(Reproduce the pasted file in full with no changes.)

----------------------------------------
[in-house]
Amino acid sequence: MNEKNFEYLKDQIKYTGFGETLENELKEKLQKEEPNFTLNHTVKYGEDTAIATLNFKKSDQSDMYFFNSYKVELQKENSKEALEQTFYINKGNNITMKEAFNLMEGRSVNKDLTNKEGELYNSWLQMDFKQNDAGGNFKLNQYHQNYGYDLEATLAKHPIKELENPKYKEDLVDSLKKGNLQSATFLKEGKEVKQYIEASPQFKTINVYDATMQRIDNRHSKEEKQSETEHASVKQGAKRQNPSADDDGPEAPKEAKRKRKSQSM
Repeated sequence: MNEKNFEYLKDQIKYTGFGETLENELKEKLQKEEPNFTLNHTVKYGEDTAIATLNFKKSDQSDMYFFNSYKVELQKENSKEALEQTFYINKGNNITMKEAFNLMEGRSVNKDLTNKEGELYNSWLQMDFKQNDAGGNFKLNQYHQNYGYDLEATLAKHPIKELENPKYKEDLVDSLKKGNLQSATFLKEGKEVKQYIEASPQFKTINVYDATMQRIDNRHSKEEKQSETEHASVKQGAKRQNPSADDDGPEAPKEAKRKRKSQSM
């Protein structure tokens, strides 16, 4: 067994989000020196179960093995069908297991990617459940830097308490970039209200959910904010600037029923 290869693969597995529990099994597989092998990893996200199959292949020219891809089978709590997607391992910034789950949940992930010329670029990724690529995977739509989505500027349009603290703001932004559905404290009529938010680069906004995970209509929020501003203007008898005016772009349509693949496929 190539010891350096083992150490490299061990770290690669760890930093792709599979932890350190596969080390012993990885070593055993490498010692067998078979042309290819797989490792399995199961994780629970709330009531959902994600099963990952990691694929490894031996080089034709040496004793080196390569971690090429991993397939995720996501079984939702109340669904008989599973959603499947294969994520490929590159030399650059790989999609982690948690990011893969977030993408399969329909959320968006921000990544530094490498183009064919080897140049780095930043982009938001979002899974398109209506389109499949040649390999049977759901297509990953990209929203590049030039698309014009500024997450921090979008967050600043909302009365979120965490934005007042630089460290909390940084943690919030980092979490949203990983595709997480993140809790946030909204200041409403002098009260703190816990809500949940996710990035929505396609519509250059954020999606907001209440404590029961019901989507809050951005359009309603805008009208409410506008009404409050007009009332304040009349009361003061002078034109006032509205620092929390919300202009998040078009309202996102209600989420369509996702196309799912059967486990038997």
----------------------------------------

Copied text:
[in-house]
Amino acid sequence: MNEKNFEYLKDQIKYTGFGETLENELKEKLQKEEPNFTLNHTVKYGEDTAIATLNFKKSDQSDMYFFNSYKVELQKENSKEALEQTFYINKGNNITMKEAFNLMEGRSVNKDLTNKEGELYNSWLQMDFKQNDAGGNFKLNQYHQNYGYDLEATLAKHPIKELENPKYKEDLVDSLKKGNLQSATFLKEGKEVKQYIEASPQFKTINVYDATMQRIDNRHSKEEKQSETEHASVKQGAKRQNPSADDDGPEAPKEAKRKRKSQSM
Repeated sequence: MNEKNFEYLKDQIKYTGFGETLENELKEKLQKEEPNFTLNHTVKYGEDTAIATLNFKKSDQSDMYFFNSYKVELQKENSKEALEQTFYINKGNNITMKEAFNLMEGRSVNKDLTNKEGELYNSWLQMDFKQNDAGGNFKLNQYHQNYGYDLEATLAKHPIKELENPKYKEDLVDSLKKGNLQSATFLKEGKEVKQYIEASPQFKTINVYDATMQRIDNRHSKEEKQSETEHASVKQGAKRQNPSADDDGPEAPKEAKRKRKSQSM
């Protein structure tokens, strides 16, 4: 067994989000020196179960093995069908297991990617459940830097308490970039209200959910904010600037029923 290869693969597995529990099994597989092998990893996200199959292949020219891809089978709590997607391992910034789950949940992930010329670029990724690529995977739509989505500027349009603290703001932004559905404290009529938010680069906004995970209509929020501003203007008898005016772009349509693949496929 190539010891350096083992150490490299061990770290690669760890930093792709599979932890350190596969080390012993990885070593055993490498010692067998078979042309290819797989490792399995199961994780629970709330009531959902994600099963990952990691694929490894031996080089034709040496004793080196390569971690090429991993397939995720996501079984939702109340669904008989599973959603499947294969994520490929590159030399650059790989999609982690948690990011893969977030993408399969329909959320968006921000990544530094490498183009064919080897140049780095930043982009938001979002899974398109209506389109499949040649390999049977759901297509990953990209929203590049030039698309014009500024997450921090979008967050600043909302009365979120965490934005007042630089460290909390940084943690919030980092979490949203990983595709997480993140809790946030909204200041409403002098009260703190816990809500949940996710990035929505396609519509250059954020999606907001209440404590029961019901989507809050951005359009309603805008009208409410506008009404409050007009009332304040009349009361003061002078034109006032509205620092929390919300202009998040078009309202996102209600989420369509996702196309799912059967486990038997």